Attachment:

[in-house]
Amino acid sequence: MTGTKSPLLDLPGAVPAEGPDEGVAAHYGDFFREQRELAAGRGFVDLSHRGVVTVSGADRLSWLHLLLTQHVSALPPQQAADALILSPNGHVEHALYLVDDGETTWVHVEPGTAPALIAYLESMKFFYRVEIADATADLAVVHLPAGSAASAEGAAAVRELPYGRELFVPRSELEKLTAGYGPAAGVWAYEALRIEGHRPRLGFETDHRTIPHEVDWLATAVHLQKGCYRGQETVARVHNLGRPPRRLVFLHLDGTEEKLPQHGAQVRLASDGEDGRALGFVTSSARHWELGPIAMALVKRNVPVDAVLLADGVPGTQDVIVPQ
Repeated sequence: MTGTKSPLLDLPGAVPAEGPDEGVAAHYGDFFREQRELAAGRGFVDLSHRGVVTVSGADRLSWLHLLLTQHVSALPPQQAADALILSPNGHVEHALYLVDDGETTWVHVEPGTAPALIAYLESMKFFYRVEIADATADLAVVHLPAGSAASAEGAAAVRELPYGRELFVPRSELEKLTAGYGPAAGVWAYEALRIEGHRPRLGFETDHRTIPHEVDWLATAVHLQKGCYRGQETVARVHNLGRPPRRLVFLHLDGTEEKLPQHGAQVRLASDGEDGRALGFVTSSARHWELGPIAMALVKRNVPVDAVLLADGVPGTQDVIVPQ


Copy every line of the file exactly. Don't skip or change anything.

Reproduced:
[in-house]
Amino acid sequence: MTGTKSPLLDLPGAVPAEGPDEGVAAHYGDFFREQRELAAGRGFVDLSHRGVVTVSGADRLSWLHLLLTQHVSALPPQQAADALILSPNGHVEHALYLVDDGETTWVHVEPGTAPALIAYLESMKFFYRVEIADATADLAVVHLPAGSAASAEGAAAVRELPYGRELFVPRSELEKLTAGYGPAAGVWAYEALRIEGHRPRLGFETDHRTIPHEVDWLATAVHLQKGCYRGQETVARVHNLGRPPRRLVFLHLDGTEEKLPQHGAQVRLASDGEDGRALGFVTSSARHWELGPIAMALVKRNVPVDAVLLADGVPGTQDVIVPQ
Repeated sequence: MTGTKSPLLDLPGAVPAEGPDEGVAAHYGDFFREQRELAAGRGFVDLSHRGVVTVSGADRLSWLHLLLTQHVSALPPQQAADALILSPNGHVEHALYLVDDGETTWVHVEPGTAPALIAYLESMKFFYRVEIADATADLAVVHLPAGSAASAEGAAAVRELPYGRELFVPRSELEKLTAGYGPAAGVWAYEALRIEGHRPRLGFETDHRTIPHEVDWLATAVHLQKGCYRGQETVARVHNLGRPPRRLVFLHLDGTEEKLPQHGAQVRLASDGEDGRALGFVTSSARHWELGPIAMALVKRNVPVDAVLLADGVPGTQDVIVPQ